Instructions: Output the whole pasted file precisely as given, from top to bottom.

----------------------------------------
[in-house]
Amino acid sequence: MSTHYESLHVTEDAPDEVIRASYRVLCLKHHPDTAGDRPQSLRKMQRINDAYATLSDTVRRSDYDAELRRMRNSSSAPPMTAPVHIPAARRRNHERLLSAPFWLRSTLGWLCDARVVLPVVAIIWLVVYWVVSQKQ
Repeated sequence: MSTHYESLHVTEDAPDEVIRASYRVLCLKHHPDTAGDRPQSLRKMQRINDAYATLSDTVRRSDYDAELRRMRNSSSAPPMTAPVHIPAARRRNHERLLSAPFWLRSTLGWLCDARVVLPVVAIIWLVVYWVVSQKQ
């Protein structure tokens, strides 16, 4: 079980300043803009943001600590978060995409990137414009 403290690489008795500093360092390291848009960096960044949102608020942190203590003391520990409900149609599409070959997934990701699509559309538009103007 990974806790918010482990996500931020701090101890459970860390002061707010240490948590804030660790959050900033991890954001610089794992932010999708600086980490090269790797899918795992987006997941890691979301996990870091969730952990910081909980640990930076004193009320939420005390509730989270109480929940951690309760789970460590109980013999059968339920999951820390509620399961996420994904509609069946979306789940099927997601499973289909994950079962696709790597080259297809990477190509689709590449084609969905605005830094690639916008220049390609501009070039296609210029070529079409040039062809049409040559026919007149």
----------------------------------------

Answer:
[in-house]
Amino acid sequence: MSTHYESLHVTEDAPDEVIRASYRVLCLKHHPDTAGDRPQSLRKMQRINDAYATLSDTVRRSDYDAELRRMRNSSSAPPMTAPVHIPAARRRNHERLLSAPFWLRSTLGWLCDARVVLPVVAIIWLVVYWVVSQKQ
Repeated sequence: MSTHYESLHVTEDAPDEVIRASYRVLCLKHHPDTAGDRPQSLRKMQRINDAYATLSDTVRRSDYDAELRRMRNSSSAPPMTAPVHIPAARRRNHERLLSAPFWLRSTLGWLCDARVVLPVVAIIWLVVYWVVSQKQ
């Protein structure tokens, strides 16, 4: 079980300043803009943001600590978060995409990137414009 403290690489008795500093360092390291848009960096960044949102608020942190203590003391520990409900149609599409070959997934990701699509559309538009103007 990974806790918010482990996500931020701090101890459970860390002061707010240490948590804030660790959050900033991890954001610089794992932010999708600086980490090269790797899918795992987006997941890691979301996990870091969730952990910081909980640990930076004193009320939420005390509730989270109480929940951690309760789970460590109980013999059968339920999951820390509620399961996420994904509609069946979306789940099927997601499973289909994950079962696709790597080259297809990477190509689709590449084609969905605005830094690639916008220049390609501009070039296609210029070529079409040039062809049409040559026919007149």